They came. They questioned. They spoke. Some concurred.

The woman in a red shirt who railed against party partisanship “over American-ship” got the only ovation at U.S. Rep. Mike Conaway’s town hall meeting Thursday in Constitutional Hall at Howard Payne University’s Douglas MacArthur Academy of Freedom.

The cavernous hall, that could easily seat 60 was filled close to capacity, and the questioners and speakers went just past the allotted two-hour planned session.

As promised, Conaway opened the meeting with comments about the war in Iraq, and said again a citizen’s opinion for or against the war is not about patriotism or love of country.

“I cross-examine the reasons why I continue to support the war every day, and I hope other Americans do the same about what they think. To those who would have us get out of Iraq this afternoon, I ask that they would help us understand how we would handle the regional disaster that’s going to happen if we did,” he said.

“My first allegiance is to the men and women serving our country. I owe them that.”

Conaway said since next month Gen. David Patraeus is due to give his report and analysis to President Bush, he hesitates to respond to the questions he’s often asked.

“What do you anticipate he’s going to say?” And, “What do you anticipate we’re going to do?”

“That’s two anticipations too soon to be making a plan,” Conaway said. But, he added, he felt Patraeus would give an honest assessment to Bush, and formulate a plan, based on what was best for the men and women in the service, and what can realistically be accomplished.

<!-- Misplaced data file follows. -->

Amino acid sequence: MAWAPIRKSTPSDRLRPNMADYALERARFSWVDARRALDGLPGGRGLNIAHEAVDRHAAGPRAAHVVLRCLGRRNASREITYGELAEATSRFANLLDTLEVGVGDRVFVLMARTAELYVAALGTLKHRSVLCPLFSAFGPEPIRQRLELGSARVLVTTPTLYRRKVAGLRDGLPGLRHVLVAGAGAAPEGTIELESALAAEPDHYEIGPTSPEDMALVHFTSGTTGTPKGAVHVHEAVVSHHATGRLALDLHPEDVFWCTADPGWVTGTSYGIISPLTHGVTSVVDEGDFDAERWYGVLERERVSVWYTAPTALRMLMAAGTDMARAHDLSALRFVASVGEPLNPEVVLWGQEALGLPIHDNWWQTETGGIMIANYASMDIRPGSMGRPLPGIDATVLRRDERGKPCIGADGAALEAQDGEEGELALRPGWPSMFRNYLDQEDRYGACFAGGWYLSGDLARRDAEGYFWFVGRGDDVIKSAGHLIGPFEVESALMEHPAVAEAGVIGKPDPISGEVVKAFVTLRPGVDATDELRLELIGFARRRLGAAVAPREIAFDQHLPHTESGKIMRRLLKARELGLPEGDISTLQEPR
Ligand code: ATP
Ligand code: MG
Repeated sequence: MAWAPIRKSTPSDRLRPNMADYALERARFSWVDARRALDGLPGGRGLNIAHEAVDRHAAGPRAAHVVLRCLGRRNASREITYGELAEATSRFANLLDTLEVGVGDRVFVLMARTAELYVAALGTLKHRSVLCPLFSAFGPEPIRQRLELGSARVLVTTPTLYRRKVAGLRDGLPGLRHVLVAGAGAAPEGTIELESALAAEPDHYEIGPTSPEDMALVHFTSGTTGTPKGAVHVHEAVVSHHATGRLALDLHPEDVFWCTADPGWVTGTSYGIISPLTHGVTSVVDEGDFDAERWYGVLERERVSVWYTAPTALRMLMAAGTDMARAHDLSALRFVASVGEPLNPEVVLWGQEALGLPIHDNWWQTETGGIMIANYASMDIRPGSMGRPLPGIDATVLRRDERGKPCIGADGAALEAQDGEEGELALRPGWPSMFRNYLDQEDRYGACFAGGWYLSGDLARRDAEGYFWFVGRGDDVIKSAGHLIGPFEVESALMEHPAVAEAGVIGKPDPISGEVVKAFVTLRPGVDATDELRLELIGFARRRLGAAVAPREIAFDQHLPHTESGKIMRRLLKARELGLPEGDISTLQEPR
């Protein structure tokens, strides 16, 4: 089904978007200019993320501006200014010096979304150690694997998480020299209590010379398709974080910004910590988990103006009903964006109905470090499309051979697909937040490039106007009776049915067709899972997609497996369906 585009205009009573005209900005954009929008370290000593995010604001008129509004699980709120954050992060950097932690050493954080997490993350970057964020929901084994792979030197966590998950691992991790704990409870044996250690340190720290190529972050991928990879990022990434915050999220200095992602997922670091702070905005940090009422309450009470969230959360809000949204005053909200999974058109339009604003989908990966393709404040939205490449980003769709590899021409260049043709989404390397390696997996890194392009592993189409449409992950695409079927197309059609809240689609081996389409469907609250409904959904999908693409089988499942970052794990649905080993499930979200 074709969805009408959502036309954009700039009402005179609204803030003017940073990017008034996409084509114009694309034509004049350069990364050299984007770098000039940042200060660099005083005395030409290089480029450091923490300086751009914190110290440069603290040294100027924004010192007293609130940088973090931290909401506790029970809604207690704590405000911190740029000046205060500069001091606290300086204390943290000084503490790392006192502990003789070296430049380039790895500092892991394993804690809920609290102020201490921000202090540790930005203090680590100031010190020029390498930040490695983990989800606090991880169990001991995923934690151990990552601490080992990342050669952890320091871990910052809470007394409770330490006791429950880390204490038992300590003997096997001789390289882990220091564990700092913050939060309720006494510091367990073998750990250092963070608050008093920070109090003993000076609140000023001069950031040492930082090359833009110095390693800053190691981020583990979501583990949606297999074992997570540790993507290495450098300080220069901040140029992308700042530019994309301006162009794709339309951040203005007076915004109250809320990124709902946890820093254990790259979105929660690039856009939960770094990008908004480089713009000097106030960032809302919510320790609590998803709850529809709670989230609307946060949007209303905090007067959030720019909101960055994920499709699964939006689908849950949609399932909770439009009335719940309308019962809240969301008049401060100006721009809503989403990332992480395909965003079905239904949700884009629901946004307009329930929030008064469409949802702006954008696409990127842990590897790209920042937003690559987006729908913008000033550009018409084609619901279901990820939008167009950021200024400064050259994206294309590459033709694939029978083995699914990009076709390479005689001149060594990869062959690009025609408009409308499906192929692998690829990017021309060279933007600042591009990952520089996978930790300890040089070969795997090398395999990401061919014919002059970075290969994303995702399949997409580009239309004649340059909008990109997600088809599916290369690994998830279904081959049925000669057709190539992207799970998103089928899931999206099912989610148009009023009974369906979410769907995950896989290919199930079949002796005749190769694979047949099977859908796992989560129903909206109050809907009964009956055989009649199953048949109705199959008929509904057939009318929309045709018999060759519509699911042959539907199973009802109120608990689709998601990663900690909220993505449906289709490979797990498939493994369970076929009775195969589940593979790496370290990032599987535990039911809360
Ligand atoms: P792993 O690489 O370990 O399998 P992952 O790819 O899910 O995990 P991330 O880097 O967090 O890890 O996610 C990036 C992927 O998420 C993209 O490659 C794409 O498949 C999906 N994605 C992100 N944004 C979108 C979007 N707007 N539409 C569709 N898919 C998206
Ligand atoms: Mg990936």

The first questions and comments were focused almost completely on the war in Iraq, ranging from veterans benefits, post-deployment mental health care, to draft (Conaway is not in favor of it), to building and maintaining the military, to state department led teams that can teach Iraqis about agriculture, build and develop their infrastructure.

With a few stray questions and comments pertaining to health care and Social Security, Conaway said he was surprised — and this was the first of the seven town hall meetings he’d held where it had happened — that the first question about immigration didn’t come until the beginning of the second hour. But once introduced, the topic got its share of opinions.

Conaway said he advocates a three-level system for patrolling the border. First and foremost, he said, has to be the border security. Enforcement that will stop drug trafficking, gun running and people smuggling.

Second, he said, a system must be devised that will allow a worker program, that will allow for temporary licensing or permits for those who come across for work.

“If you’re working, fine, you stay and do the job. If you’re not, then you return to where you come from,” Conaway said. “I’m talking about a worker program that is citizenship neutral.”

The third consideration, he said, should be a “soup to nuts scrub on citizenship requirements.”